It is painfully clear that no serious attempt is being made to resolve the Syrian crisis. There is a lamentable lack of leadership in addressing the crisis. According to the Norway-based Internal Displacement Monitoring Centre, every day 9,500 human beings are being driven away from their homes. Every minute a Syrian family is compelled to flee its home.
One cannot escape the uneasy conclusion that those who are only concerned about power fail to understand the gravity of the human suffering. There seems to be a certain fatigue in the international community combined with a belief that it is beyond human ingenuity to bring an end to the crisis; the world has to learn to live with it and also shift attention to other matters of equal importance. Tom Malinowski, the new US Assistant Secretary for democracy, human rights and labor, has hinted that the international community might be accused of the same type of heartless indifference that it displayed twenty years ago in the Rwandan genocide.
It appears that neither President Basher Al Assad nor his disunited adversaries fighting among themselves might be interested in a negotiated settlement. But, it is evident that even if the civil war continues for a “hundred years” as a perspicacious expert in Beirut told me, neither side is going to be in a position to declare victory.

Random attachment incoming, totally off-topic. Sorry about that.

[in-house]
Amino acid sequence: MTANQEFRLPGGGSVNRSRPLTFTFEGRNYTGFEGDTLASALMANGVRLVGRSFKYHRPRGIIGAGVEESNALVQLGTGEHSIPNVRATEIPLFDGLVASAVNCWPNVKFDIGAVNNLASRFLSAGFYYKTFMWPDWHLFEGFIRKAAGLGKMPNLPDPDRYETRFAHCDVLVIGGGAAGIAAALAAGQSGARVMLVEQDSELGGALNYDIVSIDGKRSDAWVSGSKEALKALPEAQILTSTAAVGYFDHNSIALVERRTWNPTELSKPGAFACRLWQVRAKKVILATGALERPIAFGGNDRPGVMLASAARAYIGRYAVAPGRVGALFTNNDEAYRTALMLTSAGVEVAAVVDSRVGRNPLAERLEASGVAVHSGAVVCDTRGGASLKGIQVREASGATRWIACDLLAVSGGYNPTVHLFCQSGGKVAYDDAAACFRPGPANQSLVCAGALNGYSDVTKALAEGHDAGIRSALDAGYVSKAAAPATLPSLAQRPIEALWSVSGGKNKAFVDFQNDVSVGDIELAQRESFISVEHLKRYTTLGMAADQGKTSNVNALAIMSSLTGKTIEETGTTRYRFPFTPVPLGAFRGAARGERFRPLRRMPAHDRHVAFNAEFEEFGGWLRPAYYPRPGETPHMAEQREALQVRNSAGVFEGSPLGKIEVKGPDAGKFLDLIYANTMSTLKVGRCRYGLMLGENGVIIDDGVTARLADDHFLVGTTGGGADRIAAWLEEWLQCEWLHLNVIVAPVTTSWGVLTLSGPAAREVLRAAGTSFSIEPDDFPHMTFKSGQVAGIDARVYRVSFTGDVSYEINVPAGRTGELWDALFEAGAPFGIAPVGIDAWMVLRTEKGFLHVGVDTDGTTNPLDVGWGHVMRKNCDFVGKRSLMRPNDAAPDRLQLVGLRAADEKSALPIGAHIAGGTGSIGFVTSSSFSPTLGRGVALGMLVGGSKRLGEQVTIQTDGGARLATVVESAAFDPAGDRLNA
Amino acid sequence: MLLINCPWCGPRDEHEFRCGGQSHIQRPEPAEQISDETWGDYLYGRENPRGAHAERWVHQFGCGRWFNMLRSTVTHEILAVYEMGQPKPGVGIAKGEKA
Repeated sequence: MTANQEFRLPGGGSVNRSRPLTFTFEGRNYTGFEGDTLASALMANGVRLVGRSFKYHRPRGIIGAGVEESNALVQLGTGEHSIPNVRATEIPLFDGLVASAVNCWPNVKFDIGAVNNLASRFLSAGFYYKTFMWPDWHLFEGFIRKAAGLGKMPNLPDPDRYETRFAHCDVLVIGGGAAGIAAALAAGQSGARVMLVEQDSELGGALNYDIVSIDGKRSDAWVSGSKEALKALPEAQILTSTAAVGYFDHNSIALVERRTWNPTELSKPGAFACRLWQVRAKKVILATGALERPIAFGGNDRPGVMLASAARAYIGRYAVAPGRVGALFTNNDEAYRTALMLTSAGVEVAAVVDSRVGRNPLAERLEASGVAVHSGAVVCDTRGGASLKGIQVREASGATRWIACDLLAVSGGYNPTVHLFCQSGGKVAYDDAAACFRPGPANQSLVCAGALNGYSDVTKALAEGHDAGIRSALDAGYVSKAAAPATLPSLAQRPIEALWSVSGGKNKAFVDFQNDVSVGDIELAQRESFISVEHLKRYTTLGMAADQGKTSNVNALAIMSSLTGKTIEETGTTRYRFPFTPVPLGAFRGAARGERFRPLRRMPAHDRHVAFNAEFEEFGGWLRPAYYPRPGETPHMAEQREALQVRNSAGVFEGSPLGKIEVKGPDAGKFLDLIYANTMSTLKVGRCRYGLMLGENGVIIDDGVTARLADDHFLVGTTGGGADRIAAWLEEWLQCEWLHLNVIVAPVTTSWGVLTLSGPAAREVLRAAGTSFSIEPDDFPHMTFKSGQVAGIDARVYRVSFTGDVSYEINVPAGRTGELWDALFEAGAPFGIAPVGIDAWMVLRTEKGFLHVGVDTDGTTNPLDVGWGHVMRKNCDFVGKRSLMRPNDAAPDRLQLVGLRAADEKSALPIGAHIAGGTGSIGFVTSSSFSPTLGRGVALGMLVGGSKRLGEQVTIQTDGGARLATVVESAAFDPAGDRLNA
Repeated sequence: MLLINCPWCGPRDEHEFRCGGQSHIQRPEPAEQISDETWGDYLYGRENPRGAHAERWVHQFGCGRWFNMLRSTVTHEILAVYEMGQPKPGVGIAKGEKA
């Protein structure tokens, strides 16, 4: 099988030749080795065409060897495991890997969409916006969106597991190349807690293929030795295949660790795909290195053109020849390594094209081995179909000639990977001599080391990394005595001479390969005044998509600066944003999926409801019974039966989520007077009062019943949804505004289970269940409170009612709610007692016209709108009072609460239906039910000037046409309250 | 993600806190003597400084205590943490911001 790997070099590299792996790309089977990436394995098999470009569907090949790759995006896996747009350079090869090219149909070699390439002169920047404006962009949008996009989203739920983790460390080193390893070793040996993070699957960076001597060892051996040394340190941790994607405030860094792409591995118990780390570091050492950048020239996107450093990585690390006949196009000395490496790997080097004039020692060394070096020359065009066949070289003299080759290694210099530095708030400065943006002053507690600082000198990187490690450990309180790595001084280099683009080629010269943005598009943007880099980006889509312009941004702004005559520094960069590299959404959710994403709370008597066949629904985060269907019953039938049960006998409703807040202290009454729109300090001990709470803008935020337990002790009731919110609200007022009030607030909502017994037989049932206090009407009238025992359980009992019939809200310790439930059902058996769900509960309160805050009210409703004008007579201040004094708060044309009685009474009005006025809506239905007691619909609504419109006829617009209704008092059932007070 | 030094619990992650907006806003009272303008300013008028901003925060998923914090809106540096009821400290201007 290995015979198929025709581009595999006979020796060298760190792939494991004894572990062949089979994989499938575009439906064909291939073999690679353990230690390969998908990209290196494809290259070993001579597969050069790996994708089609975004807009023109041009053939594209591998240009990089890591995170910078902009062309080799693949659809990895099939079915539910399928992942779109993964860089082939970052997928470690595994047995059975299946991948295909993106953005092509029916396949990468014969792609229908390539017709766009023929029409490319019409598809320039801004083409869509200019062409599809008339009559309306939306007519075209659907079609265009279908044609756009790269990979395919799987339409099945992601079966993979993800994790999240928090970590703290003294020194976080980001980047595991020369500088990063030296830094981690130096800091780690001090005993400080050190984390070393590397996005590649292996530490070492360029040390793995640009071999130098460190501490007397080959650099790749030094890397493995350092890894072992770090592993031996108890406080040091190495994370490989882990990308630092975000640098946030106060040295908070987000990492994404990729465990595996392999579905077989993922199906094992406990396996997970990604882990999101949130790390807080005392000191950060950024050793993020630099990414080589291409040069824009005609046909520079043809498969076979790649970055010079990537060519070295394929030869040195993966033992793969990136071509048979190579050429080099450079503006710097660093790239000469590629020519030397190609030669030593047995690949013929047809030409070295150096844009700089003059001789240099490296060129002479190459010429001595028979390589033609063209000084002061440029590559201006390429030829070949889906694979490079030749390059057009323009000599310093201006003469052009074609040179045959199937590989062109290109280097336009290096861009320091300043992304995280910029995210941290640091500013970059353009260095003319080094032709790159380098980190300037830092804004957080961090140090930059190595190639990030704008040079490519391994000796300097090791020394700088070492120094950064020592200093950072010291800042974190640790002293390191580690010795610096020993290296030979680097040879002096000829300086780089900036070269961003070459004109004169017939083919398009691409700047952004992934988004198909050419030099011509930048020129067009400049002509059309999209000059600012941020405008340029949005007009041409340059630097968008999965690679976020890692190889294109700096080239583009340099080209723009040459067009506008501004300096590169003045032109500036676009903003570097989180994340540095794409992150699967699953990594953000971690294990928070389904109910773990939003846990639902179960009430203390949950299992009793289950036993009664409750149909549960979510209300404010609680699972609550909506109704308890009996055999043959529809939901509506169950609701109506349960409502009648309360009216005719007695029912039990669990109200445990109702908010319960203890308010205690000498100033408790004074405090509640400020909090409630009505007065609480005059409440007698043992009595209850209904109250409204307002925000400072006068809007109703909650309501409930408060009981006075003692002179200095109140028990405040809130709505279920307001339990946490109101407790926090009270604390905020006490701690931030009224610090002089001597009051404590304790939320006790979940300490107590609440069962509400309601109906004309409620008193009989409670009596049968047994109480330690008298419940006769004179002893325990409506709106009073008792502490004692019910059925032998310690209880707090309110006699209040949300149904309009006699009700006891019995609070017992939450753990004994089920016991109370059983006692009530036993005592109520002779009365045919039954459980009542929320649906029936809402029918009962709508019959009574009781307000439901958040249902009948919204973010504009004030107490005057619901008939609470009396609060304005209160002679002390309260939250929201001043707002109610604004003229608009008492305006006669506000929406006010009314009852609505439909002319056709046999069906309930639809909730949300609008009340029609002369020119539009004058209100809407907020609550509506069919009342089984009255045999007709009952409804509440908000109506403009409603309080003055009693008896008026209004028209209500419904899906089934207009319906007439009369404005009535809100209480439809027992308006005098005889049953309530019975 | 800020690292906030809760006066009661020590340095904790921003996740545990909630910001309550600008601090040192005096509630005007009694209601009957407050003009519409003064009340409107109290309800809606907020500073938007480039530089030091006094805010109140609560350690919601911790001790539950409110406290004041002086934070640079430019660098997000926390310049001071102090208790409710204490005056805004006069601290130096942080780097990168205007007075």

There is no reliable information on the human toll. The London- based Observatory has given a figure of 150,000 deaths. There is scholarly dispute on whether more combatants have been killed than civilians. It is the number of human beings killed that matters above all; how many from different sides is less important. It is not clear that deaths in economically blockaded areas from lack of food or medical care have been included. A source in Syria has told me that the real toll might be much higher as the Observatory includes in its total only confirmed cases. At times, bodies are buried without counting. It follows that from a humanitarian point of view it is urgent to find a negotiated settlement.
Diplomacy is the art of the possible applied to find solutions to apparently insoluble issues based on the time tested law of give and take. The Kofi Annan plan and the subsequent commendable efforts of Lakhdar Brahimi who resigned recently did not bear fruit because the external supporters of the government in Damascus and its adversaries did not put enough pressure on those whom they support to come to a settlement. As give and take is the only way out, it might make sense to holistically look at and try to resolve one or two other current issues along with the Syrian crisis as the scope for applying the principle of give and take is improved thereby.
Let us start with the ongoing negotiations between Iran and the P5+1, led by European Union’s foreign policy chief Ashton. The US delegation wanted a discussion on Syria with its Iranian counterpart. The Iranian delegation reportedly responded that it was not mandated to discuss Syria. There is a good reason why Iran might like to reconsider its stand. Iran spends reportedly about $ 1 billion a month to support the Syrian government despite the severe and increasing pressure on its economy under sanctions. Question: Why should US agree to lift sanctions and make it easier for Iran to spend more money on Syria if there is no agreement on a solution to end the crisis?